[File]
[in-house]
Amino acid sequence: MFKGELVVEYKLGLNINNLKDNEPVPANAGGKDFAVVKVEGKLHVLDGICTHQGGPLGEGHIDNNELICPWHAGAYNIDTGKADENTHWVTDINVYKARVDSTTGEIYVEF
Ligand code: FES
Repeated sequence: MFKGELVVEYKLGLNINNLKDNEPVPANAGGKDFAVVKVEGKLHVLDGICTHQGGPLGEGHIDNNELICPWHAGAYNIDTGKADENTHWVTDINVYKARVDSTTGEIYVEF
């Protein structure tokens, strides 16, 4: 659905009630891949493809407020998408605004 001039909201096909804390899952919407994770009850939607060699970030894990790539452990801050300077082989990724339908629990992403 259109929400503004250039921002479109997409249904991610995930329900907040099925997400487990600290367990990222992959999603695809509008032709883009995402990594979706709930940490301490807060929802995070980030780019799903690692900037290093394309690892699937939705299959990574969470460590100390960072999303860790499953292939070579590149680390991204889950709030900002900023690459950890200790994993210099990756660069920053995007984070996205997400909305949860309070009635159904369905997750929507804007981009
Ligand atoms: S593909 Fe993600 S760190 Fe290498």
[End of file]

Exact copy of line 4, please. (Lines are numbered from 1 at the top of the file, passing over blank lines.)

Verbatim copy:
Repeated sequence: MFKGELVVEYKLGLNINNLKDNEPVPANAGGKDFAVVKVEGKLHVLDGICTHQGGPLGEGHIDNNELICPWHAGAYNIDTGKADENTHWVTDINVYKARVDSTTGEIYVEF